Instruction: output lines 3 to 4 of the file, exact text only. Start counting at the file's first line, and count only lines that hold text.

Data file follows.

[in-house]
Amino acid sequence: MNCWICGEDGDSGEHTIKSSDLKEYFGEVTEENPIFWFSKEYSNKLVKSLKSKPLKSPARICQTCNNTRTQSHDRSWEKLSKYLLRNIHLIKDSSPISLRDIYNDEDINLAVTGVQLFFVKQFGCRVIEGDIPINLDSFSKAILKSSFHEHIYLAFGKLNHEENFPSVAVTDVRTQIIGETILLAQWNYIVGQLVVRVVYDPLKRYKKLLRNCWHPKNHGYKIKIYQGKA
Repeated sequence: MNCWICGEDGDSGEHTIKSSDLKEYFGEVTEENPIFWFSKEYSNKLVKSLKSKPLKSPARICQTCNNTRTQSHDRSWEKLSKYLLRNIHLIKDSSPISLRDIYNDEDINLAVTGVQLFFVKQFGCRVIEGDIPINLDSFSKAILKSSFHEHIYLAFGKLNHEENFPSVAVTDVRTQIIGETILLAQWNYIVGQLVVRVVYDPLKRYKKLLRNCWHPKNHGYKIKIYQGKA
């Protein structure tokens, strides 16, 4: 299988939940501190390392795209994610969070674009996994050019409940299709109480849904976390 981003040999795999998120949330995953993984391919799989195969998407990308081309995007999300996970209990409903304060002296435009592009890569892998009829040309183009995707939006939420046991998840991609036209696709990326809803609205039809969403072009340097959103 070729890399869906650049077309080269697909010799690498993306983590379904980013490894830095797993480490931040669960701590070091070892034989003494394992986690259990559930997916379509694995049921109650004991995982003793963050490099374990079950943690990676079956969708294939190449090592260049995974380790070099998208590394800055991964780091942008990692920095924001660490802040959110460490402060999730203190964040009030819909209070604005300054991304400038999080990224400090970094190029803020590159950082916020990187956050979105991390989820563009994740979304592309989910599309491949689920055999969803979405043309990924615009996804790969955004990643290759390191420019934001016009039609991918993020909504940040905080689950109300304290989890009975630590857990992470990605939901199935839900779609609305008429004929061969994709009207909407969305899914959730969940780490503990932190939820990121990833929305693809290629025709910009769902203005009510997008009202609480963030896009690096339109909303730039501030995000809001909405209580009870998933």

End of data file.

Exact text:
Repeated sequence: MNCWICGEDGDSGEHTIKSSDLKEYFGEVTEENPIFWFSKEYSNKLVKSLKSKPLKSPARICQTCNNTRTQSHDRSWEKLSKYLLRNIHLIKDSSPISLRDIYNDEDINLAVTGVQLFFVKQFGCRVIEGDIPINLDSFSKAILKSSFHEHIYLAFGKLNHEENFPSVAVTDVRTQIIGETILLAQWNYIVGQLVVRVVYDPLKRYKKLLRNCWHPKNHGYKIKIYQGKA
């Protein structure tokens, strides 16, 4: 299988939940501190390392795209994610969070674009996994050019409940299709109480849904976390 981003040999795999998120949330995953993984391919799989195969998407990308081309995007999300996970209990409903304060002296435009592009890569892998009829040309183009995707939006939420046991998840991609036209696709990326809803609205039809969403072009340097959103 070729890399869906650049077309080269697909010799690498993306983590379904980013490894830095797993480490931040669960701590070091070892034989003494394992986690259990559930997916379509694995049921109650004991995982003793963050490099374990079950943690990676079956969708294939190449090592260049995974380790070099998208590394800055991964780091942008990692920095924001660490802040959110460490402060999730203190964040009030819909209070604005300054991304400038999080990224400090970094190029803020590159950082916020990187956050979105991390989820563009994740979304592309989910599309491949689920055999969803979405043309990924615009996804790969955004990643290759390191420019934001016009039609991918993020909504940040905080689950109300304290989890009975630590857990992470990605939901199935839900779609609305008429004929061969994709009207909407969305899914959730969940780490503990932190939820990121990833929305693809290629025709910009769902203005009510997008009202609480963030896009690096339109909303730039501030995000809001909405209580009870998933």